FORMER NBA star Charles Barkley has said he's "sorry" Breonna Taylor was tragically killed but dismissed 'defund the police' as "crap."
Barkley, who is now an analyst for NBA on TNT, reacted to the Breonna Taylor indictment decision before the Los Angeles Lakers and Denver Nuggets playoff game tipped off on Thursday night.
He argued Taylor's death can't be compared to the killings of Ahmaud Arbery or George Floyd because her boyfriend Kenneth Walker fired shots at cops.
Arbery was killed on February 23 by two white men while jogging in Georgia; Floyd died in police custody on May 26 after a white cop kneeled on his neck in Minneapolis.
"It’s bad this young lady lost her life," he said of Taylor. "But we do have to take into account that her boyfriend did shoot at the cops and shot a cop."
He continued: "So, like I say, even though I am really sorry she lost her life, I don’t think we can just say we can put this in the same situation as George Floyd and Ahmaud Arbery. I just don’t believe that."
The former NBA All-Star then went on to slam the idea of defunding police forces around the country, saying that prison reform is a more pressing issue to focus on.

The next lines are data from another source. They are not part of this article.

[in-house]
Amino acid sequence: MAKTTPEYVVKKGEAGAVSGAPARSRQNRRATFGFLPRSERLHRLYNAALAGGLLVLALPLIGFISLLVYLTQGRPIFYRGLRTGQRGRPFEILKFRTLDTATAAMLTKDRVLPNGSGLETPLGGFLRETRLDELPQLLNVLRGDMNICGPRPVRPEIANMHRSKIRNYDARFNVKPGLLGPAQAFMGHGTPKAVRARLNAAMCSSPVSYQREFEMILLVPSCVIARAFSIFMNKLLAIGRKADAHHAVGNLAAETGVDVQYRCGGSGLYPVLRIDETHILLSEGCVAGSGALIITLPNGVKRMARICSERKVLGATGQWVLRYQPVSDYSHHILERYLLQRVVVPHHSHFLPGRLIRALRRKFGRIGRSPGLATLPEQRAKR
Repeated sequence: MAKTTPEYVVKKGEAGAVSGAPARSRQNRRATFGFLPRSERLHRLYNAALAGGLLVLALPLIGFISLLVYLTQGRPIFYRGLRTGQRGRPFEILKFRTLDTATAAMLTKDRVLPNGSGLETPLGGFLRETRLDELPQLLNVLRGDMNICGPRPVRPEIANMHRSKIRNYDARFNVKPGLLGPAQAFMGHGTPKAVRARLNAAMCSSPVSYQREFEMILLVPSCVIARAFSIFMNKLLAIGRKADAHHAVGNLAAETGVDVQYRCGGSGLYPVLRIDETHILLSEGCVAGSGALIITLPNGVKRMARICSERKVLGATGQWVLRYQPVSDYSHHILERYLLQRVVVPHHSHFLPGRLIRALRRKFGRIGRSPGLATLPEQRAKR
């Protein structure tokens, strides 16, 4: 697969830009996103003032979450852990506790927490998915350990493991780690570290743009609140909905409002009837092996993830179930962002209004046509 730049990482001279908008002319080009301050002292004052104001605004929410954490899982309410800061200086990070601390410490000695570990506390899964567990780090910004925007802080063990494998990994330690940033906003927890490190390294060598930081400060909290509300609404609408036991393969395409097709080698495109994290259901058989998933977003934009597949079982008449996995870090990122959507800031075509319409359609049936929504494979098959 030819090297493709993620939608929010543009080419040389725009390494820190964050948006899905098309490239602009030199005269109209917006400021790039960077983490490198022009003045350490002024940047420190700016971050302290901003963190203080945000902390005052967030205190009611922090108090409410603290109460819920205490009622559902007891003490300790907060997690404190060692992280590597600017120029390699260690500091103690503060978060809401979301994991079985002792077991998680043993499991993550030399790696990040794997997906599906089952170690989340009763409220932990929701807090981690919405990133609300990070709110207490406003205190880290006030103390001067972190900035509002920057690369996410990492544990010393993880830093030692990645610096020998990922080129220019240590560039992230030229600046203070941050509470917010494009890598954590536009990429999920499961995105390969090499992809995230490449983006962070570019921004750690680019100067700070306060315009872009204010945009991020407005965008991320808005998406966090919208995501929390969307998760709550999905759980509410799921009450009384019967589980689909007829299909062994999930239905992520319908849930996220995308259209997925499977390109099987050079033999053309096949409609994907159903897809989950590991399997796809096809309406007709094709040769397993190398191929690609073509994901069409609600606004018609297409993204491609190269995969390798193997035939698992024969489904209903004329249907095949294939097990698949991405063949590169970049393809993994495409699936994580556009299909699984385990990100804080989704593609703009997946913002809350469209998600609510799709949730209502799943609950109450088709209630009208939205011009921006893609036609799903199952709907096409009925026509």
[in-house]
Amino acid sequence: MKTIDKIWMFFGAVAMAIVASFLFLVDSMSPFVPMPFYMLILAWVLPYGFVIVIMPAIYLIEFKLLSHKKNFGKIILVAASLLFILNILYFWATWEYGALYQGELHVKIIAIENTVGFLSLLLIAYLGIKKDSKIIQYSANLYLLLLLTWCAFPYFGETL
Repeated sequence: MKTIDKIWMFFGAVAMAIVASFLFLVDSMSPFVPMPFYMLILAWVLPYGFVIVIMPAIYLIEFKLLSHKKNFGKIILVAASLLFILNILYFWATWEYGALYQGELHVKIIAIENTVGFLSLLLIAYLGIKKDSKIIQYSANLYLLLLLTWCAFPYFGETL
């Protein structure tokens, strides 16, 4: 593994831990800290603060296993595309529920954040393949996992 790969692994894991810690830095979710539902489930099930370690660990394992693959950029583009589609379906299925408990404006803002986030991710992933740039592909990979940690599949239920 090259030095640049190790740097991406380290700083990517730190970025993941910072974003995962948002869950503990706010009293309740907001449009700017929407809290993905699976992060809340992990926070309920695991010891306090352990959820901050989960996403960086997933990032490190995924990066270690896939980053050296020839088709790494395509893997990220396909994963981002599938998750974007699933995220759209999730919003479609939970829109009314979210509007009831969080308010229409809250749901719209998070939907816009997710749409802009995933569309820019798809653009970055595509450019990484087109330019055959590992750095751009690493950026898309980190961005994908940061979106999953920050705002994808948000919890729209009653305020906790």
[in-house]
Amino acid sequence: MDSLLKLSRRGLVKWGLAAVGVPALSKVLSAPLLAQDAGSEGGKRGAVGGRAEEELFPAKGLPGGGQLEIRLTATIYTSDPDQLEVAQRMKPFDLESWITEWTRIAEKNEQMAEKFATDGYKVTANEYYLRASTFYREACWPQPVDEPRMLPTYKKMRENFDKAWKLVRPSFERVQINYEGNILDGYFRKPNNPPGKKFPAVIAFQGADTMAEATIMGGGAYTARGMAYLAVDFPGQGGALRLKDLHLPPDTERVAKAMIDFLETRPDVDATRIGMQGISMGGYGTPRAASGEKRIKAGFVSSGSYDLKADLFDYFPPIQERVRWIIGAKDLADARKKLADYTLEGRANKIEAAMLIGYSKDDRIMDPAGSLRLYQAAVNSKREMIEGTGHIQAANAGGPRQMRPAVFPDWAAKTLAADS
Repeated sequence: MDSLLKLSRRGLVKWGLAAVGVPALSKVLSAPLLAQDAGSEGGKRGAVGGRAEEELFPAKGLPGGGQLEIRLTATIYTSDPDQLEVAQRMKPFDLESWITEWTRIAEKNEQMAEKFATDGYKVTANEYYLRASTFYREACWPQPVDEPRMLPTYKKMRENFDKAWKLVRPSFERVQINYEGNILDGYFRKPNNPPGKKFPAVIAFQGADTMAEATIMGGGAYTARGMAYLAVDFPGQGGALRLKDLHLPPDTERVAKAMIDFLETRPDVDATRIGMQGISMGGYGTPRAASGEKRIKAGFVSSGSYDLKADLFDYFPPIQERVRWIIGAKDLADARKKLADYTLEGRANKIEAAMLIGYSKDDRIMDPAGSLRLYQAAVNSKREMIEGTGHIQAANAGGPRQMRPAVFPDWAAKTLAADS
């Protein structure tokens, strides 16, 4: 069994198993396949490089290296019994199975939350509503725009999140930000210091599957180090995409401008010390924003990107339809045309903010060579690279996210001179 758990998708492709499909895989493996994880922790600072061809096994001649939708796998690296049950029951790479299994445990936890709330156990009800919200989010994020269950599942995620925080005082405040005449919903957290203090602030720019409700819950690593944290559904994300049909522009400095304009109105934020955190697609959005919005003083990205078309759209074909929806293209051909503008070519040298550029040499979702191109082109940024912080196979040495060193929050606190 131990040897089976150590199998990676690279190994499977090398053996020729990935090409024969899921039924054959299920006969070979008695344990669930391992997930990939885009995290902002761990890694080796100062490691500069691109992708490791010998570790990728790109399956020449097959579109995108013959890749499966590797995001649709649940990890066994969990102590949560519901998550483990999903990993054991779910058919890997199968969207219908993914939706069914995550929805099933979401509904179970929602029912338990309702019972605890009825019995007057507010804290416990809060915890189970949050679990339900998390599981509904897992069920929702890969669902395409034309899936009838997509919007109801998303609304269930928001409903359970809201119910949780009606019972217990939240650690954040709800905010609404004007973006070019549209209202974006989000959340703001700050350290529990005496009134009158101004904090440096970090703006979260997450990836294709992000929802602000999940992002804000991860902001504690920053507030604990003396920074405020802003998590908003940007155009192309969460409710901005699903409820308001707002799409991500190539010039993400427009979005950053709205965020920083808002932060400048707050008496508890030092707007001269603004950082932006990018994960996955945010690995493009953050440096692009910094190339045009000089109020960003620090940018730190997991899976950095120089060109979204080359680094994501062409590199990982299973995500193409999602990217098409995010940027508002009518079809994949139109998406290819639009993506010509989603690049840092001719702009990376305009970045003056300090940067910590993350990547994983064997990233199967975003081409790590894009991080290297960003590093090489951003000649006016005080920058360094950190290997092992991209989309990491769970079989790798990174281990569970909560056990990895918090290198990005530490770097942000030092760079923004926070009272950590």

He bashed supporters of the movement as "fools" and questioned who black Americans are supposed to call when in danger if not law enforcement.
"You know, I hear these fools on TV talking about ‘defund the police’ and things like that. We need police reform and prison reform and things like that. Because you know, who ain’t gonna defund the cops? White neighborhoods and rich neighborhoods," said Barkley.
"So that notion they keep saying that … I’m like, wait a minute. Who are Black people supposed to call — Ghostbusters? — when we have crime in our neighborhoods?"
"We need police reform. Like I say, White people — especially rich White people — they’re always gonna have cops, so we need to stop that 'defund' or 'abolish the cops' crap,” he added.
A Jefferson County grand jury announced on Wednesday that former Louisville Metro Police Department officer Brett Hankison was indicted on three counts of wanton endangerment in the first degree.
But neither Hankison nor his LMPD colleagues Myles Cosgrove or Jonathan Mattingly face criminal charges in connection with Taylor's shooting death.
The indictment was announced nearly 200 days after the 26-year-old black medic was shot six times by the white cops who busted into her home during a drug raid on March 13.
Authorities found that the bullets fired by Hankison traveled into the neighboring apartment while three people were home – a man, a pregnant woman, and a child, Kentucky Attorney General Daniel Cameron said on Wednesday.
Hankison faces up to five years in jail and a $15,000 fine if convicted, the AG said.
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